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24 September 2014
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Going for gold: the goldsmiths story...

Turn up the CV of any prize-winning modern artist such as Damien Hirst or Antony Gormley and you'll find a reference to a certain south-east London art college.

Inside the Visual Arts department at Goldsmiths CollegeThis is Goldsmiths - and the 'Goldsmiths effect' has propelled a significant number of its graduates over the last few decades to international recognition.

Carol Murphy examines the factors that set this creative hothouse apart from all the others....


1. Goldsmiths: history
Goldsmiths College is situated in New Cross SE14. It was founded in 1891 and has been part of the University of London since 1904.

Print and dye workshop at Goldsmiths CollegeThe art college is part of the Visual Arts department, which specialises in fine art and textiles practice as part of 'a continuing and transformative undertaking'.

Within fine art circles just to say that you have studied here is sufficient to add kudos to both the work you produce and your position in Britain as an artist.

2. Goldsmiths: teaching
Although the teaching staff includes such important British artists as Millard Professor Victor Burgin, a 1986 Turner Prize nominee, and the painter and professor Gerard Hemsworth, it is undoubtedly the artist and Emeritus Professor of Fine Art Michael Craig-Martin who has been the greatest influence on the emergent Young British Artist (YBA) talent at Goldsmiths.

'Painting', 1999 Screenprint 38 x 48 cm Edition of 100Hailing originally from Dublin, Craig Martin is a successful artist in his own right who first achieved prominence in Britain in the late 60s. His paintings display a definite attraction to the aesthetics of Pop Art (see right).

He has taught at Goldsmiths on two separate occasions between 1974 ­ 88, and again as Millard Professor between 1994 - 2000. In 2001 he was awarded a CBE.

3. Goldsmiths: the enfant terrible
In the late 80s and early 90s economic recession caused several private galleries and public spaces to either languish or close. In this climate there were few opportunities for young artists and graduates to be offered a show or a platform for their talent.

Goldsmiths graduate Damien HirstArtists began to develop an aggressive, entrepreneurial spirit with graduates from Goldsmiths among those who bypassed the system to successfully set up exhibitions and artist-run spaces on shoe-string budgets, such as the Chisenhale, Matts Gallery and City Racing.

The most audacious and ambitious of all the Goldsmiths students was Damien Hirst (see right). In August 1988 he curated his fellow artists and Goldsmiths students in the now legendary Freeze show at the Port of London Authority building in the East End.

"They were so unlike any other student shows," recalls Michael Craig-Martin, "so full of energy and ambition".

4. Goldsmiths: the Saatchi connection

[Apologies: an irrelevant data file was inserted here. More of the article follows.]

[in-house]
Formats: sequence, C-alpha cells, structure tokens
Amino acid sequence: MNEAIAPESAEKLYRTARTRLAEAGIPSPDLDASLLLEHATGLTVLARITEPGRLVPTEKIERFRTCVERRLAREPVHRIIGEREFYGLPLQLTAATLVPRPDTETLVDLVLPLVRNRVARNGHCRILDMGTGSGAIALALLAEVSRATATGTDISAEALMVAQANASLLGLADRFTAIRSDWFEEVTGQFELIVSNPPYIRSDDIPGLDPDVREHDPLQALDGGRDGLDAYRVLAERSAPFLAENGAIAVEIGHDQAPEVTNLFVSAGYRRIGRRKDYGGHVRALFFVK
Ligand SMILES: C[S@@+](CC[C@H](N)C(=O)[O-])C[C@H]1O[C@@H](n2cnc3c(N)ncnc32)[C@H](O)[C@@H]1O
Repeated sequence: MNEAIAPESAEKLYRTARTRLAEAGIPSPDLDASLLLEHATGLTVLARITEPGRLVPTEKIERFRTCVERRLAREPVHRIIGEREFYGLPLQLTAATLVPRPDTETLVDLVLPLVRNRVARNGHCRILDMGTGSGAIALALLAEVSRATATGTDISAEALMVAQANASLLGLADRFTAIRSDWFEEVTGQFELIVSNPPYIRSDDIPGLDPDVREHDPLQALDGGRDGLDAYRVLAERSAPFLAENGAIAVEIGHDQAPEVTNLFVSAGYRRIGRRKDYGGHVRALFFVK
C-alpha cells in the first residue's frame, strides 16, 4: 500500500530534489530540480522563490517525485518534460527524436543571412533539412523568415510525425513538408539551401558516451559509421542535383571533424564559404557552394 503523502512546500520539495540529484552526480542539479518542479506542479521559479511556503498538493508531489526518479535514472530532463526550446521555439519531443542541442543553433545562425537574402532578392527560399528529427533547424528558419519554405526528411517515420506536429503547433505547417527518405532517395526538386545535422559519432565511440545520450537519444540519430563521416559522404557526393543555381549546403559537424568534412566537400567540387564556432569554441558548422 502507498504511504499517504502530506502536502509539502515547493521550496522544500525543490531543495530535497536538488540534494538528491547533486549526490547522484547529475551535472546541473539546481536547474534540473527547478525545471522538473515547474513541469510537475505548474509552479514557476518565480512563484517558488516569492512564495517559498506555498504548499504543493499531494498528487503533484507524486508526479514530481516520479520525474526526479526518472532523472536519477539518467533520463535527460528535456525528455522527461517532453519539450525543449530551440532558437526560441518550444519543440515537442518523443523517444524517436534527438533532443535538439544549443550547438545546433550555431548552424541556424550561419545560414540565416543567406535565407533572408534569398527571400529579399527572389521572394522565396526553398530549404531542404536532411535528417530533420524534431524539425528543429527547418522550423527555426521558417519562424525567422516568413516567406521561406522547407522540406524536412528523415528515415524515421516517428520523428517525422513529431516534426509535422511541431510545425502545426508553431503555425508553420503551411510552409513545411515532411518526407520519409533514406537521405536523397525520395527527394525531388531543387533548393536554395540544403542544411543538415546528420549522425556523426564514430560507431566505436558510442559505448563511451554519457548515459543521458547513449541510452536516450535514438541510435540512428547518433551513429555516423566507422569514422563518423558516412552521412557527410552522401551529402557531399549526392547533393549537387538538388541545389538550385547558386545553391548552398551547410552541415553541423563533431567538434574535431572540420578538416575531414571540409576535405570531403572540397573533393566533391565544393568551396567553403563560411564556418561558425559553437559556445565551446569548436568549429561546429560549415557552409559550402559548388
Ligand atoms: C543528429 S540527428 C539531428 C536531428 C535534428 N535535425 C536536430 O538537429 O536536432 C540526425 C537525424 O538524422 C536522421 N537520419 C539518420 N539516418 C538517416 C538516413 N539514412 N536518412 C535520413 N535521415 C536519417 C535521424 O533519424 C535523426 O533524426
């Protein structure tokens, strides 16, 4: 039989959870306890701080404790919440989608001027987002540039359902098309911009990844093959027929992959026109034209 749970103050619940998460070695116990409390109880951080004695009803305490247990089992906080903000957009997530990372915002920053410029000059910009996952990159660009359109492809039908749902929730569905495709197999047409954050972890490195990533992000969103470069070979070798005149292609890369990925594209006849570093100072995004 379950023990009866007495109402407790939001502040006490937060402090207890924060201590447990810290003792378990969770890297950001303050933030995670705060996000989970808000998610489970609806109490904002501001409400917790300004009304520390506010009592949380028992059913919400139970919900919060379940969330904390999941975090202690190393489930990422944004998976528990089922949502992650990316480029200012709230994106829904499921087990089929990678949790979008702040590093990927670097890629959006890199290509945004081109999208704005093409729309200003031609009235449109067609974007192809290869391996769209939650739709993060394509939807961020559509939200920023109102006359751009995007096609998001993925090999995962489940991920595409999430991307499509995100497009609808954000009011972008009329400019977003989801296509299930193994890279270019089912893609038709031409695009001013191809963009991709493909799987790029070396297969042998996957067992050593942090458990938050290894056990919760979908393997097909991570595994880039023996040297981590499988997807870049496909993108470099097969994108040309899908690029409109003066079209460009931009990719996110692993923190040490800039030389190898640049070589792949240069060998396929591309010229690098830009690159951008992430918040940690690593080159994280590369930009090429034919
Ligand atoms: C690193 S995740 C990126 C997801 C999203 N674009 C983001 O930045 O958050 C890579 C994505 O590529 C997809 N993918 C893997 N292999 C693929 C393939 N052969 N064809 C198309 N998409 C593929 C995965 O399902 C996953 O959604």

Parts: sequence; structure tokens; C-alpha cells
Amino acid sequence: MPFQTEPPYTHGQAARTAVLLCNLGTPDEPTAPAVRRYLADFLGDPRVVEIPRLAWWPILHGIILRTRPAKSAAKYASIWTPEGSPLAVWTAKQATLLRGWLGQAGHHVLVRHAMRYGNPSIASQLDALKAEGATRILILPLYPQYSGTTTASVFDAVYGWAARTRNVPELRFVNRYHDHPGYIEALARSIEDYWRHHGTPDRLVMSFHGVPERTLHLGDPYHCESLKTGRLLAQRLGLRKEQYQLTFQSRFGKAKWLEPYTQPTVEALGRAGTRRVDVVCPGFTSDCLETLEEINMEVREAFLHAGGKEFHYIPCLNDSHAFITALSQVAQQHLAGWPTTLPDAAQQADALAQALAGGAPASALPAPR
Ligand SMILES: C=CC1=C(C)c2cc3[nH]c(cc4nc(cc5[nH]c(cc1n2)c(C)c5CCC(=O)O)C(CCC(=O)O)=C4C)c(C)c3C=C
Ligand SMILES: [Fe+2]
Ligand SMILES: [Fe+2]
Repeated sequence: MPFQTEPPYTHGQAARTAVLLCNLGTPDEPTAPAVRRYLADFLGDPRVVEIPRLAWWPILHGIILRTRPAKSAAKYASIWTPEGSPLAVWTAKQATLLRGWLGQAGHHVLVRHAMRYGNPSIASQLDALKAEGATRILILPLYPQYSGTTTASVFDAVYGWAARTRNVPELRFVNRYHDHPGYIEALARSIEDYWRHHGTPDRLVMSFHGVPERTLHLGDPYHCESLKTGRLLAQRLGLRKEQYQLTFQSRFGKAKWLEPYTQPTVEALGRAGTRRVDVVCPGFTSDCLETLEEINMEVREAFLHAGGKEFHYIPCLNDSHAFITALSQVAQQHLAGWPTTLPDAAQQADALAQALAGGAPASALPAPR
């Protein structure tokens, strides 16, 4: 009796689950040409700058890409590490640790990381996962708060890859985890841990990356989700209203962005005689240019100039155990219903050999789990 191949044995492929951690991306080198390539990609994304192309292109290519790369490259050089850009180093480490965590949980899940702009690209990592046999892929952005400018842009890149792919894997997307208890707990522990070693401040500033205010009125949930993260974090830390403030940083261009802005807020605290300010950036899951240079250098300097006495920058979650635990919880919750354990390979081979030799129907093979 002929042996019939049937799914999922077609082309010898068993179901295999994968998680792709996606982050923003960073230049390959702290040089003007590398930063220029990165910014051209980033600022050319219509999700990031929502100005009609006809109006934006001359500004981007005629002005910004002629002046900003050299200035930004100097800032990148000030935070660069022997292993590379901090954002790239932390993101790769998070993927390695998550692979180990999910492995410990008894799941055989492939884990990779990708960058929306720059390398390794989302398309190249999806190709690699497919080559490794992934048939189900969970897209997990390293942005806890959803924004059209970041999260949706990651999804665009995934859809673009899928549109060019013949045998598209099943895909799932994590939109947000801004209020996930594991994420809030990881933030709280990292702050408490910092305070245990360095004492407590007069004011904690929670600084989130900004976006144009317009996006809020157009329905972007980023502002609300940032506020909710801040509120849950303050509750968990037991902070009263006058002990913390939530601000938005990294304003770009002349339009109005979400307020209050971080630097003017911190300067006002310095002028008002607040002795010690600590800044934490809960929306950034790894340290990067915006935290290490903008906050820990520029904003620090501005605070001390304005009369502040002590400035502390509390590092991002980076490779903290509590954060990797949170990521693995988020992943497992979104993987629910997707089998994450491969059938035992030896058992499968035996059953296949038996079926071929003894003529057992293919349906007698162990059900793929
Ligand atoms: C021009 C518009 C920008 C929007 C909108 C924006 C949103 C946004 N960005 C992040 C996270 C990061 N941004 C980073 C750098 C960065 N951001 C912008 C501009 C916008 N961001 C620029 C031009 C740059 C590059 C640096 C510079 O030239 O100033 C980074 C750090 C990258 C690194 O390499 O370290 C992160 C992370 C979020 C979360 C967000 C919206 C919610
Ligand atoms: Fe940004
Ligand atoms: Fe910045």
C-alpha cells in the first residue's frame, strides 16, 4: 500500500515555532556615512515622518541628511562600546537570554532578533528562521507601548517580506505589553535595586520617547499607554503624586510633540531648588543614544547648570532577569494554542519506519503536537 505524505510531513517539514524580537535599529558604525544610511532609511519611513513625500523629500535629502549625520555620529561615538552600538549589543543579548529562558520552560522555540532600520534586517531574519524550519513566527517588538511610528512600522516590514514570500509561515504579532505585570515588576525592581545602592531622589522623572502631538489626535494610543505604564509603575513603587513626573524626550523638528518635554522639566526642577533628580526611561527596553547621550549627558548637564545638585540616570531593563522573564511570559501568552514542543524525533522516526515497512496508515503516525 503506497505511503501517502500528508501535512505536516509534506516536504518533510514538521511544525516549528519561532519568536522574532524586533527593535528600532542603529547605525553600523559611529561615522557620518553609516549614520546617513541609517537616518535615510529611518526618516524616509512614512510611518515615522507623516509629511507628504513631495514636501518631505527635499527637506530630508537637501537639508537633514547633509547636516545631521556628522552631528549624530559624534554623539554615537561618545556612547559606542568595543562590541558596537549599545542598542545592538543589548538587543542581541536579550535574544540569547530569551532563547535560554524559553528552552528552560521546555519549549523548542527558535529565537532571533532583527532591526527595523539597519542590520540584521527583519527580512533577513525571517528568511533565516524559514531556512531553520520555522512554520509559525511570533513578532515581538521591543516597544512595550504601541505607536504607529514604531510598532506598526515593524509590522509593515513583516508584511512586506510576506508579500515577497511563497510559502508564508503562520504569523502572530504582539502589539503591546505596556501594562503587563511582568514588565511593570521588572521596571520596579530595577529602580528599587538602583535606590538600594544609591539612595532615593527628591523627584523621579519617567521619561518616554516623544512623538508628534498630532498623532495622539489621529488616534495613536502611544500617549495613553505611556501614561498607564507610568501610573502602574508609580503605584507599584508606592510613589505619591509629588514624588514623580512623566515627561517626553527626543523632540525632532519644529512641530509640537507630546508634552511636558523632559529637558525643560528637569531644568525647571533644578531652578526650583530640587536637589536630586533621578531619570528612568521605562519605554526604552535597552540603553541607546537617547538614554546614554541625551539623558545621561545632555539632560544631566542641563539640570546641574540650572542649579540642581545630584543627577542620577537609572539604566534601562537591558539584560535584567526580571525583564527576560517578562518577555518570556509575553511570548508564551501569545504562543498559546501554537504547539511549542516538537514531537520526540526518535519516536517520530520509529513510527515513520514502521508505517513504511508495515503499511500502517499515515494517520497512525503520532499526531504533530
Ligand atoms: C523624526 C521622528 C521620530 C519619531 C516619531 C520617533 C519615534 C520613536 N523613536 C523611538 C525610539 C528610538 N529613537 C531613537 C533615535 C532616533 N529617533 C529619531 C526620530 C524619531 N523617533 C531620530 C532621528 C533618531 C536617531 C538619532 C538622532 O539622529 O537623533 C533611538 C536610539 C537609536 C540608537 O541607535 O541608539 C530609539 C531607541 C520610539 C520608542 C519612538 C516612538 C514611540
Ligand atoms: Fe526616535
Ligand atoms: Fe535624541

Former advertising guru Charles Saatchi (see below) was - and is - an impulsive private dealer and collector who stalked degree shows and galleries of the East End for ever-new work.

Art collector and dealer Charles SaatchiAlthough Hirst had exhibited at the ICA before his first show at the original Saatchi Gallery in St Johns Wood, it was Saatchi who provided the patronage and more.

Not only Hirst but fellow Goldsmiths graduates, such as Sarah Lucas, Sam Taylor-Wood, Mark Wallinger, Gillian Wearing and Angus Fairhurst now found money, marketing and PR muscle behind them.

5. Goldsmiths: the Brit Art explosion
With an energy and in-yer-face directness rivalled only by Punk in the 70s, London played host to an explosion of YBA talent in the 90s.

What happened is the stuff of legend. But the Brit Art brigade found itself supported by Sarah Kent at Time Out magazine, patronised by Charles Saatchi and then, in turn, by the fine art Establishment - and a large part of it had of course been nurtured in the creative hothouse of Goldsmiths College.

Turner Prize nominee Anya GallaccioHow's this for a roll-call? Turner Prize winners who graduated from Goldsmiths include Steve McQueen (1999), Gillian Wearing (1997), Anthony Gormley (1994) and Grenville Davey (1992)

Other shortlisted candidates who studied here include Anya Gallaccio (pictured right), Fiona Banner, Liam Gillick, and Jane and Louise Wilson.

Other famous alumni include Lucian Freud, Mary Quant and Bridget Riley.

Find more at:
Goldsmiths/visual arts
(The BBC is not responsible for the content of external sites). Undergraduate degree shows take place in June, Postgraduate shows in July. Both are open to the public on selected days.

In pictures: Antony Gormley's new 3D 'space drawing' at the White Cube gallery - more here>>

Damien Hirst, Sarah Lucas and Angus Fairhurst exhibit together for the first time: more here>>

Now jump to our Galleries section for more on London's visual arts scene

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